Pope Francis honours Holocaust victims in Lithuania
Pope Francis on Sunday paid homage to Holocaust victims who perished in the Vilnius ghetto, 75 years to the day after the Nazis liquidated it, and warned 100,000 Lithuanians gathered for mass against “pernicious attitudes” leading to genocide.
“Seventy-five years ago, this nation witnessed the final destruction of the Vilnius Ghetto; this was the climax of the killing of thousands of Jews that had started two years earlier,” the pontiff told faithful in a homily in Kaunas, Lithuania’s second city.
Pre-war Lithuania was home to a thriving Jewish community of more than 200,000 people, with its capital Vilnius a hub of learning known as the “Jerusalem of the North”.
According to historians, around 195,000 — nearly the entire Jewish population — perished at the hands of the Nazis and local collaborators under the 1941-44 German occupation.
Today around 3,000 Jews live in the EU and NATO member state which has a population of 2.9 million, the majority of whom are Catholic.
Recalling the Holocaust, Francis prayed for divine “discernment” to alert the faithful to any reappearance of “that pernicious attitude, any whiff of it that can taint the heart of generations that did not experience those times and can sometimes be taken in by such siren songs.”
The pope also said he would pay tribute to Holocaust victims at the Vilnius ghetto memorial later on Sunday at ceremonies marking the 75th anniversary of its liquidation.
“In these days, I reserve a special thought for the Jewish community,” the pontiff said, calling for “dialogue and the shared commitment for justice and peace”.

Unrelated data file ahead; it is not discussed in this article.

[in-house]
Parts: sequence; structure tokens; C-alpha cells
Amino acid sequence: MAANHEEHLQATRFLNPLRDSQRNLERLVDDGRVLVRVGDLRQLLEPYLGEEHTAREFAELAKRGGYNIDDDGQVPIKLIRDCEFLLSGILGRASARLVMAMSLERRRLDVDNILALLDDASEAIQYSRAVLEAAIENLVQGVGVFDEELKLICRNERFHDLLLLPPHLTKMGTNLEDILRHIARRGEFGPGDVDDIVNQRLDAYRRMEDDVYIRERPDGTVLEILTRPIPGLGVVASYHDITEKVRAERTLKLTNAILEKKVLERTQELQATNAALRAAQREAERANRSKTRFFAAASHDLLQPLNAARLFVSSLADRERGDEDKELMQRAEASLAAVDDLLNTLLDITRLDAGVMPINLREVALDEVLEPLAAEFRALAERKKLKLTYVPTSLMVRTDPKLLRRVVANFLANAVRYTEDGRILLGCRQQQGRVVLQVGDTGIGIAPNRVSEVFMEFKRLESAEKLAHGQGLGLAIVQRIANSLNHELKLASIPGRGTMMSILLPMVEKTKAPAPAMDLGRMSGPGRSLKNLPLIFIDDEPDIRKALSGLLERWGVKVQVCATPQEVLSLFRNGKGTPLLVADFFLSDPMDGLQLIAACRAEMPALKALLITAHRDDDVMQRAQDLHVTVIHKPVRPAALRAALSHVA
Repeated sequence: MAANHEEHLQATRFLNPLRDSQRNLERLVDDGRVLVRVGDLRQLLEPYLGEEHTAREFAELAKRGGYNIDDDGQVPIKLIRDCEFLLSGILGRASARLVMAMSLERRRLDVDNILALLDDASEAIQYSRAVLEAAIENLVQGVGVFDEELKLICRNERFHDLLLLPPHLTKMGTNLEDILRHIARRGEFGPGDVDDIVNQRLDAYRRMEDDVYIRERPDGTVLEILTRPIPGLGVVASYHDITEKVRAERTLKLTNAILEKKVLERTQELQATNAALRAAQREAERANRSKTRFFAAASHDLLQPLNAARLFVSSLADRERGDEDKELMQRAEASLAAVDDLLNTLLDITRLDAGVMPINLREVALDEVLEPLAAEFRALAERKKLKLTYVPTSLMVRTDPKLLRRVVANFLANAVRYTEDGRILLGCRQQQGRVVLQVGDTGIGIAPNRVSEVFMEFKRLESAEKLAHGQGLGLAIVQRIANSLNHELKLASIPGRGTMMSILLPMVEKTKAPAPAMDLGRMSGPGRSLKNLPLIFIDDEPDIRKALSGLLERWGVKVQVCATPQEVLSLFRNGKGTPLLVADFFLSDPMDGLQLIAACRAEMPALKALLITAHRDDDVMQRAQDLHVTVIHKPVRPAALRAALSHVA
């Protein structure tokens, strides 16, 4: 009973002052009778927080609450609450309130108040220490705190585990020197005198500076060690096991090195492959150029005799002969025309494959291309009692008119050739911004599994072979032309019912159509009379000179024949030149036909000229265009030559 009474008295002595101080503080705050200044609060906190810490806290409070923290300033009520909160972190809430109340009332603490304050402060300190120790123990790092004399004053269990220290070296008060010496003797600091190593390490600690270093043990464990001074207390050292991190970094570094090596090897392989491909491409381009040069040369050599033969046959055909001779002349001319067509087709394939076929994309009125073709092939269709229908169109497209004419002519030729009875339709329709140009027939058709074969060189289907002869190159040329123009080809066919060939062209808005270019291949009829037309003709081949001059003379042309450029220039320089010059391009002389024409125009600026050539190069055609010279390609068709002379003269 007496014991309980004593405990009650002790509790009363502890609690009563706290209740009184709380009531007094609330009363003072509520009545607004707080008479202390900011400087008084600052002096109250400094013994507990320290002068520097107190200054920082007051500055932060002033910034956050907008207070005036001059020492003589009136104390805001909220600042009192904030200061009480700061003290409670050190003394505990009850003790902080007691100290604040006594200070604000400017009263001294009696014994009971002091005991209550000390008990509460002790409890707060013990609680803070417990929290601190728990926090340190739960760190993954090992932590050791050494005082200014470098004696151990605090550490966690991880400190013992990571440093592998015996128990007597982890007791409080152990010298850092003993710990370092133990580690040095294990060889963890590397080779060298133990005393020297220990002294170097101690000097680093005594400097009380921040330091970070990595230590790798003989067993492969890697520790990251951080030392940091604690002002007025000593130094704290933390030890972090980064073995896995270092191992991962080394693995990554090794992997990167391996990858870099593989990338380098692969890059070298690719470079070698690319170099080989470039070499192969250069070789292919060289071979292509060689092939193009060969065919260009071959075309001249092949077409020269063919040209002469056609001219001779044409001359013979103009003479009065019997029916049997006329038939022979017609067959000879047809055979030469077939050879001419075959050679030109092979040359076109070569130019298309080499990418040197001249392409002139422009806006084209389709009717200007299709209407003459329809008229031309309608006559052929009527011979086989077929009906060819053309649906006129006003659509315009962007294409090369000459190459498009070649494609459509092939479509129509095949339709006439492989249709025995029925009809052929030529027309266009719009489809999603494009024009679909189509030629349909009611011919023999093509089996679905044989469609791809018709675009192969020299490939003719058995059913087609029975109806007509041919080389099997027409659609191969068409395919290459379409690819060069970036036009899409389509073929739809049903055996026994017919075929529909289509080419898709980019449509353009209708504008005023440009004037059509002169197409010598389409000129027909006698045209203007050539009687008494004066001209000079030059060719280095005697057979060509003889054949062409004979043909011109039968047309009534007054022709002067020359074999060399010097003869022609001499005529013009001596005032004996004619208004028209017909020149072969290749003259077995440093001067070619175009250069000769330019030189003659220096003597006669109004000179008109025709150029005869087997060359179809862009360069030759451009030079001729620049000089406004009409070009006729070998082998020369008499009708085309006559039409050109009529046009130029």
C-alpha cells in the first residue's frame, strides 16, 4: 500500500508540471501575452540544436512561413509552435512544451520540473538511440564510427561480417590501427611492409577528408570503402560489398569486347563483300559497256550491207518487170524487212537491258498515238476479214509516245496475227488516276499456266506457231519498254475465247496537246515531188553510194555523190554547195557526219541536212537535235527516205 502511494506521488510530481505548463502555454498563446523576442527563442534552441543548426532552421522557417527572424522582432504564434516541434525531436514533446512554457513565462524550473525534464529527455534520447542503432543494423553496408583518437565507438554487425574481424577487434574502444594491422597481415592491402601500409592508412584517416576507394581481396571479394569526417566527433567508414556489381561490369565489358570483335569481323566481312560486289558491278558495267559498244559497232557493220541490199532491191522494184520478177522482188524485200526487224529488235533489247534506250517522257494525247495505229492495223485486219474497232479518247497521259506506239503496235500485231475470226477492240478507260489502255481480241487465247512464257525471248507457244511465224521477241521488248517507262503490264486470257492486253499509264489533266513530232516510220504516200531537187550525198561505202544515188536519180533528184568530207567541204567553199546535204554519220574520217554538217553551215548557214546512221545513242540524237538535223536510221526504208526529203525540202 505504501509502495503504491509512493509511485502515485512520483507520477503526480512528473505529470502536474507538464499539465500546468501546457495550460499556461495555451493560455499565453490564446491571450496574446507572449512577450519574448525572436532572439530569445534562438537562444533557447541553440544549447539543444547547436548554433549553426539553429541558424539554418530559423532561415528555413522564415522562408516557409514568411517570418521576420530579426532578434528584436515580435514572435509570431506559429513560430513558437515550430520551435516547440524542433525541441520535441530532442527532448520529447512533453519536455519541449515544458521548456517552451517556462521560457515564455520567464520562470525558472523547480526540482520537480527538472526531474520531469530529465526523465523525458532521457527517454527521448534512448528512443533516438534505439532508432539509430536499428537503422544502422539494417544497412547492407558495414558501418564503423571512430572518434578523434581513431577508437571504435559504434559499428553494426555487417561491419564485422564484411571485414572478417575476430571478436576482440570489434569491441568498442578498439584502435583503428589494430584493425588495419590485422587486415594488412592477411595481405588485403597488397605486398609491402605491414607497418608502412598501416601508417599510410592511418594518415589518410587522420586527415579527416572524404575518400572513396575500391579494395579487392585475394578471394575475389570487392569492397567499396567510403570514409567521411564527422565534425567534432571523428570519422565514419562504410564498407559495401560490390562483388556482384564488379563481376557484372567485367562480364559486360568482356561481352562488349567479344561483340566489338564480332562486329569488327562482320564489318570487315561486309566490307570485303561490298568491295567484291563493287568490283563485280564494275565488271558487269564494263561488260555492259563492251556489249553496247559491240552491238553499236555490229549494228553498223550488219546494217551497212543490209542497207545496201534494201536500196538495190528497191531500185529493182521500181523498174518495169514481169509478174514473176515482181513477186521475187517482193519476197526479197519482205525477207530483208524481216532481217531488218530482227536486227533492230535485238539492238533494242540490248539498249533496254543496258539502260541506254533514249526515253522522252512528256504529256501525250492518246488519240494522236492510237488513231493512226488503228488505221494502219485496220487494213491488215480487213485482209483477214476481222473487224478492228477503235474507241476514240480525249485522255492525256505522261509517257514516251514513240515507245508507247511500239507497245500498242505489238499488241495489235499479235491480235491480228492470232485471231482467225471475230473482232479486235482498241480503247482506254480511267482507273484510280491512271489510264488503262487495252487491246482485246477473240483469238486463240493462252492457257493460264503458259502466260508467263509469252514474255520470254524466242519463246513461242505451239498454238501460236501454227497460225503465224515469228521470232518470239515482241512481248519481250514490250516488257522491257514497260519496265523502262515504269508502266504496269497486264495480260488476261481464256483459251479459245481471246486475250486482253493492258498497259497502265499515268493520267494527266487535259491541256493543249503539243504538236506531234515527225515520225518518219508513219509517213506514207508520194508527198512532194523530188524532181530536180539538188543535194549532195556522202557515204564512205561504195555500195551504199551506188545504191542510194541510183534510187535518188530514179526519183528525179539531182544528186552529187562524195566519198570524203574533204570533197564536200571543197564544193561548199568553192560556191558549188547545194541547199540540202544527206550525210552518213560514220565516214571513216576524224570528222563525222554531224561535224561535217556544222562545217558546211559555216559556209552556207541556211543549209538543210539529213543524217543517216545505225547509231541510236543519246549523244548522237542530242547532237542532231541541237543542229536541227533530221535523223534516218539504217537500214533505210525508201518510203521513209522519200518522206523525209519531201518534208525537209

Francis will travel to mainly Protestant Latvia on Monday and secular Estonia on Tuesday as all three Baltic states mark 100 years of independence this year.
The last century of Baltic history was marked by both the Nazi invasion and then decades of persecution under Soviet occupation during the Cold War.
Vilnius estimates that more than 50,000 Lithuanians died under Soviet occupation in camps, prisons, and during deportations between 1944 and 1953. Another 20,000 partisans and supporters were killed in anti-Soviet guerilla warfare.
“Kaunas knows about this; Lithuania as a whole can testify to it, still shuddering at the mention of Siberia, or the ghettos of Vilnius and Kaunas, among others,” Francis told the faithful.
The Argentine pontiff will also honour victims of Soviet-era persecution later on Sunday during a visit to a museum in the former KGB building in Vilnius where regime opponents were tortured and killed.
Behind the Iron Curtain, the Catholic Church played a key role in the non-violent anti-Soviet resistance, especially in Lithuania, the only Catholic-majority country of the three.
As a result, it was persecuted with both priests and bishops jailed, sent to Siberia or killed by totalitarian authorities.
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